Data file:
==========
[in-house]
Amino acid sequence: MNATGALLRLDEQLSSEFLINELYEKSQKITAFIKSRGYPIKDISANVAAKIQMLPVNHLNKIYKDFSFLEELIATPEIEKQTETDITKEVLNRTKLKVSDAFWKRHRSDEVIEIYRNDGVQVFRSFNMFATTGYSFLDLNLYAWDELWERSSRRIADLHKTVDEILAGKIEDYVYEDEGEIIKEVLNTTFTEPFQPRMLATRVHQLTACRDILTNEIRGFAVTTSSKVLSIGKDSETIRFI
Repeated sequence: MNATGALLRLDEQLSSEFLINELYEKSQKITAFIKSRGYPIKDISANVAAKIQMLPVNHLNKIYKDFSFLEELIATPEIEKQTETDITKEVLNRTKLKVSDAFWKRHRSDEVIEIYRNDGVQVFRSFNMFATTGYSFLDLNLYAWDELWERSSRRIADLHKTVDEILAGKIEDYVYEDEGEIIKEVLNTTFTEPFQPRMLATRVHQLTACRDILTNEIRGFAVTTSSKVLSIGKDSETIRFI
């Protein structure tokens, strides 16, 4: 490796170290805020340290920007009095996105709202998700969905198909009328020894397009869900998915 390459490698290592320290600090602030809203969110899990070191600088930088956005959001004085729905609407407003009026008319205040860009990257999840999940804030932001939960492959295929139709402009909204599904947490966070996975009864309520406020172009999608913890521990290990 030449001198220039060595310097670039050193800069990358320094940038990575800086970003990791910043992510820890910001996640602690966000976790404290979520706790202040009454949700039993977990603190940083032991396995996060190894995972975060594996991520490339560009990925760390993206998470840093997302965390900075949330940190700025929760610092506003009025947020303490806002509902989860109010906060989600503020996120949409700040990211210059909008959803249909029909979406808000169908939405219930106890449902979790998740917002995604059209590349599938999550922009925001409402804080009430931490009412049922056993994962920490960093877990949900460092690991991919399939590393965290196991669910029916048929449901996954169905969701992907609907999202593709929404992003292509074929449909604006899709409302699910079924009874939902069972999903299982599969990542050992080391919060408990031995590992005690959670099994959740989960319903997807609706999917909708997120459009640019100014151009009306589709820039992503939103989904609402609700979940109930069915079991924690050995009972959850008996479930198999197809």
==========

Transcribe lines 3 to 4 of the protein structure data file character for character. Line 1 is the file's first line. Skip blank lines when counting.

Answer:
Repeated sequence: MNATGALLRLDEQLSSEFLINELYEKSQKITAFIKSRGYPIKDISANVAAKIQMLPVNHLNKIYKDFSFLEELIATPEIEKQTETDITKEVLNRTKLKVSDAFWKRHRSDEVIEIYRNDGVQVFRSFNMFATTGYSFLDLNLYAWDELWERSSRRIADLHKTVDEILAGKIEDYVYEDEGEIIKEVLNTTFTEPFQPRMLATRVHQLTACRDILTNEIRGFAVTTSSKVLSIGKDSETIRFI
């Protein structure tokens, strides 16, 4: 490796170290805020340290920007009095996105709202998700969905198909009328020894397009869900998915 390459490698290592320290600090602030809203969110899990070191600088930088956005959001004085729905609407407003009026008319205040860009990257999840999940804030932001939960492959295929139709402009909204599904947490966070996975009864309520406020172009999608913890521990290990 030449001198220039060595310097670039050193800069990358320094940038990575800086970003990791910043992510820890910001996640602690966000976790404290979520706790202040009454949700039993977990603190940083032991396995996060190894995972975060594996991520490339560009990925760390993206998470840093997302965390900075949330940190700025929760610092506003009025947020303490806002509902989860109010906060989600503020996120949409700040990211210059909008959803249909029909979406808000169908939405219930106890449902979790998740917002995604059209590349599938999550922009925001409402804080009430931490009412049922056993994962920490960093877990949900460092690991991919399939590393965290196991669910029916048929449901996954169905969701992907609907999202593709929404992003292509074929449909604006899709409302699910079924009874939902069972999903299982599969990542050992080391919060408990031995590992005690959670099994959740989960319903997807609706999917909708997120459009640019100014151009009306589709820039992503939103989904609402609700979940109930069915079991924690050995009972959850008996479930198999197809």